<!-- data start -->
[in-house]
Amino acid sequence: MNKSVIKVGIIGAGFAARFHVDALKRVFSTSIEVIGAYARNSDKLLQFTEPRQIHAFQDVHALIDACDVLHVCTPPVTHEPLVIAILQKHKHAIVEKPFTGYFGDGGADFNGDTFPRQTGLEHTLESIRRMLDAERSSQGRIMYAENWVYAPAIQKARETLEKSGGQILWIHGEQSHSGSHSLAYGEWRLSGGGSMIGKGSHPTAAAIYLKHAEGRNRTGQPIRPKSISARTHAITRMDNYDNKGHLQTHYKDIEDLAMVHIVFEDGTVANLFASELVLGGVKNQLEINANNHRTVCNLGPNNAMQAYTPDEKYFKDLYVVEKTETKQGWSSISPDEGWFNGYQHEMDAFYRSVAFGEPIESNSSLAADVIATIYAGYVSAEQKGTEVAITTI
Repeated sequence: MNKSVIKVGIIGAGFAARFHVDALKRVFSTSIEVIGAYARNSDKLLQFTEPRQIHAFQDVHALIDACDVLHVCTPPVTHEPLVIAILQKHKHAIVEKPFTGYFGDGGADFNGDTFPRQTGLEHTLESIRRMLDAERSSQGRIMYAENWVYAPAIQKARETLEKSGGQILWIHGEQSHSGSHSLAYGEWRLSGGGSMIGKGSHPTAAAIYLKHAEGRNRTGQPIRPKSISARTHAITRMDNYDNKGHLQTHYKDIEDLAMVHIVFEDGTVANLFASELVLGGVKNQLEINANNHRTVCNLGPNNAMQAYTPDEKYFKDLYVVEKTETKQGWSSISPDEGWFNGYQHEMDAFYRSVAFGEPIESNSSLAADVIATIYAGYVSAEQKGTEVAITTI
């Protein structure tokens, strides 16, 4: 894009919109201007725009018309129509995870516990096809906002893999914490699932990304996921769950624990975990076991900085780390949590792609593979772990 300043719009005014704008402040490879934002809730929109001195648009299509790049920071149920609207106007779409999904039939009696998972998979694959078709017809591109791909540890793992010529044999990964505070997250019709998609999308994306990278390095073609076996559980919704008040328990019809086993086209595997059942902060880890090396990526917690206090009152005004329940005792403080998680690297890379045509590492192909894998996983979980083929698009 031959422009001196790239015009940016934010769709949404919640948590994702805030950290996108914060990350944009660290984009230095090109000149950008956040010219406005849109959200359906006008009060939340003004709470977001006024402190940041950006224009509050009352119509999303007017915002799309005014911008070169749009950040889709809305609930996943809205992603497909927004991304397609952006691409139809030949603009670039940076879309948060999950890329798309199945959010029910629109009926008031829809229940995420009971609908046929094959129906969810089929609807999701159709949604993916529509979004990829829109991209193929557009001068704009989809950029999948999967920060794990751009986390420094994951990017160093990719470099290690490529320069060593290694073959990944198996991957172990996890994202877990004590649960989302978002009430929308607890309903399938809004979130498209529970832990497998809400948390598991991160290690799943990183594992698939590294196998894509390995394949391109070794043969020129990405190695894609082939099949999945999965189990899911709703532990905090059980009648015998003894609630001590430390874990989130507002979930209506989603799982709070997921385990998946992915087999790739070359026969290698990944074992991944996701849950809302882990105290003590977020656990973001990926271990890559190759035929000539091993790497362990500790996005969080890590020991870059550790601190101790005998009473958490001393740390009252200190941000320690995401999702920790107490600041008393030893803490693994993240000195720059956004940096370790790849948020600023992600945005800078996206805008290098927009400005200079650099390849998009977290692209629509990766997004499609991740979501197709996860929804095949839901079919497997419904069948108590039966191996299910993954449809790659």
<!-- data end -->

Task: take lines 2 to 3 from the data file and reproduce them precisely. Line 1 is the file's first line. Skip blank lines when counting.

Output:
Amino acid sequence: MNKSVIKVGIIGAGFAARFHVDALKRVFSTSIEVIGAYARNSDKLLQFTEPRQIHAFQDVHALIDACDVLHVCTPPVTHEPLVIAILQKHKHAIVEKPFTGYFGDGGADFNGDTFPRQTGLEHTLESIRRMLDAERSSQGRIMYAENWVYAPAIQKARETLEKSGGQILWIHGEQSHSGSHSLAYGEWRLSGGGSMIGKGSHPTAAAIYLKHAEGRNRTGQPIRPKSISARTHAITRMDNYDNKGHLQTHYKDIEDLAMVHIVFEDGTVANLFASELVLGGVKNQLEINANNHRTVCNLGPNNAMQAYTPDEKYFKDLYVVEKTETKQGWSSISPDEGWFNGYQHEMDAFYRSVAFGEPIESNSSLAADVIATIYAGYVSAEQKGTEVAITTI
Repeated sequence: MNKSVIKVGIIGAGFAARFHVDALKRVFSTSIEVIGAYARNSDKLLQFTEPRQIHAFQDVHALIDACDVLHVCTPPVTHEPLVIAILQKHKHAIVEKPFTGYFGDGGADFNGDTFPRQTGLEHTLESIRRMLDAERSSQGRIMYAENWVYAPAIQKARETLEKSGGQILWIHGEQSHSGSHSLAYGEWRLSGGGSMIGKGSHPTAAAIYLKHAEGRNRTGQPIRPKSISARTHAITRMDNYDNKGHLQTHYKDIEDLAMVHIVFEDGTVANLFASELVLGGVKNQLEINANNHRTVCNLGPNNAMQAYTPDEKYFKDLYVVEKTETKQGWSSISPDEGWFNGYQHEMDAFYRSVAFGEPIESNSSLAADVIATIYAGYVSAEQKGTEVAITTI